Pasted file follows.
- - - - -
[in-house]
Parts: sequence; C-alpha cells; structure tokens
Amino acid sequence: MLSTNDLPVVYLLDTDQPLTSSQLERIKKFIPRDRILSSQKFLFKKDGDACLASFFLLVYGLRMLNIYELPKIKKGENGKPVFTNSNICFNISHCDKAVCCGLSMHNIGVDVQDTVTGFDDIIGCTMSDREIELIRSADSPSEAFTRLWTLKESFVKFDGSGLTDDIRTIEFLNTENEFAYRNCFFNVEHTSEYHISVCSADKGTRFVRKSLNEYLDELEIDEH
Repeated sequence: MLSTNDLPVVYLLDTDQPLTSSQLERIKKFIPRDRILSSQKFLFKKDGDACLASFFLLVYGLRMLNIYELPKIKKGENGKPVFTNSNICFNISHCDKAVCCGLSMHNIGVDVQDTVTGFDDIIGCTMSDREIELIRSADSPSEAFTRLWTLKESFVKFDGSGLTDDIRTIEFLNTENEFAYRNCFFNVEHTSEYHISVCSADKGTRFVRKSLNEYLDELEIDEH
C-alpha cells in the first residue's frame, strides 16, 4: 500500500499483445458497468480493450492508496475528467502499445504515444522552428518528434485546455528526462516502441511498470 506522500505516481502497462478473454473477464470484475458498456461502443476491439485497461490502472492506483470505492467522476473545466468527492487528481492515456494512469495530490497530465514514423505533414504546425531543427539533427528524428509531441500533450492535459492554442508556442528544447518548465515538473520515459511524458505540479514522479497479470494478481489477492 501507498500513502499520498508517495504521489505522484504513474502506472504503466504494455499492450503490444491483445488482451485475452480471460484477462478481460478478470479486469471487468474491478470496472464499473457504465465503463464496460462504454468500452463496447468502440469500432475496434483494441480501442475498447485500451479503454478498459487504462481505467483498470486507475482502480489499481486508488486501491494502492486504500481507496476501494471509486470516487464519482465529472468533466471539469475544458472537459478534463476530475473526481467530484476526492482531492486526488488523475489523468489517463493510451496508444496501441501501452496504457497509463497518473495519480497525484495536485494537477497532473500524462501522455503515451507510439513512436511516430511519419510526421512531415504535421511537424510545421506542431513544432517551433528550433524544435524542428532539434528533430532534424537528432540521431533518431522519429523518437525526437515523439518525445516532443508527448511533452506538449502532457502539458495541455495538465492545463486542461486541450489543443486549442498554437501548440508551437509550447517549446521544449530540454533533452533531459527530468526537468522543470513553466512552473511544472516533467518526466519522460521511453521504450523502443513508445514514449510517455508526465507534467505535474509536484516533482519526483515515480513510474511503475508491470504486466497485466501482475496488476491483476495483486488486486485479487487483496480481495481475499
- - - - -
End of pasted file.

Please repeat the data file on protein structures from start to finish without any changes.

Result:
[in-house]
Parts: sequence; C-alpha cells; structure tokens
Amino acid sequence: MLSTNDLPVVYLLDTDQPLTSSQLERIKKFIPRDRILSSQKFLFKKDGDACLASFFLLVYGLRMLNIYELPKIKKGENGKPVFTNSNICFNISHCDKAVCCGLSMHNIGVDVQDTVTGFDDIIGCTMSDREIELIRSADSPSEAFTRLWTLKESFVKFDGSGLTDDIRTIEFLNTENEFAYRNCFFNVEHTSEYHISVCSADKGTRFVRKSLNEYLDELEIDEH
Repeated sequence: MLSTNDLPVVYLLDTDQPLTSSQLERIKKFIPRDRILSSQKFLFKKDGDACLASFFLLVYGLRMLNIYELPKIKKGENGKPVFTNSNICFNISHCDKAVCCGLSMHNIGVDVQDTVTGFDDIIGCTMSDREIELIRSADSPSEAFTRLWTLKESFVKFDGSGLTDDIRTIEFLNTENEFAYRNCFFNVEHTSEYHISVCSADKGTRFVRKSLNEYLDELEIDEH
C-alpha cells in the first residue's frame, strides 16, 4: 500500500499483445458497468480493450492508496475528467502499445504515444522552428518528434485546455528526462516502441511498470 506522500505516481502497462478473454473477464470484475458498456461502443476491439485497461490502472492506483470505492467522476473545466468527492487528481492515456494512469495530490497530465514514423505533414504546425531543427539533427528524428509531441500533450492535459492554442508556442528544447518548465515538473520515459511524458505540479514522479497479470494478481489477492 501507498500513502499520498508517495504521489505522484504513474502506472504503466504494455499492450503490444491483445488482451485475452480471460484477462478481460478478470479486469471487468474491478470496472464499473457504465465503463464496460462504454468500452463496447468502440469500432475496434483494441480501442475498447485500451479503454478498459487504462481505467483498470486507475482502480489499481486508488486501491494502492486504500481507496476501494471509486470516487464519482465529472468533466471539469475544458472537459478534463476530475473526481467530484476526492482531492486526488488523475489523468489517463493510451496508444496501441501501452496504457497509463497518473495519480497525484495536485494537477497532473500524462501522455503515451507510439513512436511516430511519419510526421512531415504535421511537424510545421506542431513544432517551433528550433524544435524542428532539434528533430532534424537528432540521431533518431522519429523518437525526437515523439518525445516532443508527448511533452506538449502532457502539458495541455495538465492545463486542461486541450489543443486549442498554437501548440508551437509550447517549446521544449530540454533533452533531459527530468526537468522543470513553466512552473511544472516533467518526466519522460521511453521504450523502443513508445514514449510517455508526465507534467505535474509536484516533482519526483515515480513510474511503475508491470504486466497485466501482475496488476491483476495483486488486486485479487487483496480481495481475499